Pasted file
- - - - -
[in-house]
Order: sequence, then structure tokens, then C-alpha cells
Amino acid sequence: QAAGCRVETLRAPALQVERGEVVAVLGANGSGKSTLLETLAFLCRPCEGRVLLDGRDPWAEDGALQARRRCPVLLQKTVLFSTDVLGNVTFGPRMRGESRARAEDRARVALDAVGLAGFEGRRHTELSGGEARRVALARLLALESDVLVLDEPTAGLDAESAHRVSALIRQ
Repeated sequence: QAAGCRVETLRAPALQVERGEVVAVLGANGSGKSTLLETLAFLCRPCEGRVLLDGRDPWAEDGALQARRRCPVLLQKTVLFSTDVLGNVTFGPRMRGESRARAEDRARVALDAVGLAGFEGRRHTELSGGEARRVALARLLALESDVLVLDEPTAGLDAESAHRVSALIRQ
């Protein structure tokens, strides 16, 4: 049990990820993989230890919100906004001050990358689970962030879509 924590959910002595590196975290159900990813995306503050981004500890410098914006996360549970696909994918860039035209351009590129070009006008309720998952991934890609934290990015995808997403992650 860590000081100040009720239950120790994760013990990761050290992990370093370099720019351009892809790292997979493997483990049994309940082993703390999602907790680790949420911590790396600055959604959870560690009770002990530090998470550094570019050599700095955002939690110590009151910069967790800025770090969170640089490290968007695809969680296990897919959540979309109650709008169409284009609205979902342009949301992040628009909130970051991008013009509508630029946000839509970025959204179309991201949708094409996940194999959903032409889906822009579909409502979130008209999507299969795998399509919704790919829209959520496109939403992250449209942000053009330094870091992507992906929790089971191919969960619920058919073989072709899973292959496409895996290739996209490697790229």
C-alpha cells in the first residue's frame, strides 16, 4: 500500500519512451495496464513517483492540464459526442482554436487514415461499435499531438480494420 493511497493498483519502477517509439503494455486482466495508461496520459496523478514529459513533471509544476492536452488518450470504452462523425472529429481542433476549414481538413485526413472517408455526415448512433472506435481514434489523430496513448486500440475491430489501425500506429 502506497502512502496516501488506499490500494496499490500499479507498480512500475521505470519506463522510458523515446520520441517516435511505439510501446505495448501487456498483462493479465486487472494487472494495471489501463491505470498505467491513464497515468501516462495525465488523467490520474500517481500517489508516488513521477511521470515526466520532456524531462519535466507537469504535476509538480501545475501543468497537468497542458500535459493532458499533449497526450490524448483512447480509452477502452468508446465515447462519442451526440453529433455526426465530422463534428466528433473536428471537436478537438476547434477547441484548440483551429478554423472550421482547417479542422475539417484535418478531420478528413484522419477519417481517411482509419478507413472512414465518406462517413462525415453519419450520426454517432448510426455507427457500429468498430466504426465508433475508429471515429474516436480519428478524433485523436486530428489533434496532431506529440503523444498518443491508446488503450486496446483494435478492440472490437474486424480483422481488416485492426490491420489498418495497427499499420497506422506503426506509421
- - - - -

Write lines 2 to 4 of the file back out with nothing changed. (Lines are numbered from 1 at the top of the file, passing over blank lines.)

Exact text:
Order: sequence, then structure tokens, then C-alpha cells
Amino acid sequence: QAAGCRVETLRAPALQVERGEVVAVLGANGSGKSTLLETLAFLCRPCEGRVLLDGRDPWAEDGALQARRRCPVLLQKTVLFSTDVLGNVTFGPRMRGESRARAEDRARVALDAVGLAGFEGRRHTELSGGEARRVALARLLALESDVLVLDEPTAGLDAESAHRVSALIRQ
Repeated sequence: QAAGCRVETLRAPALQVERGEVVAVLGANGSGKSTLLETLAFLCRPCEGRVLLDGRDPWAEDGALQARRRCPVLLQKTVLFSTDVLGNVTFGPRMRGESRARAEDRARVALDAVGLAGFEGRRHTELSGGEARRVALARLLALESDVLVLDEPTAGLDAESAHRVSALIRQ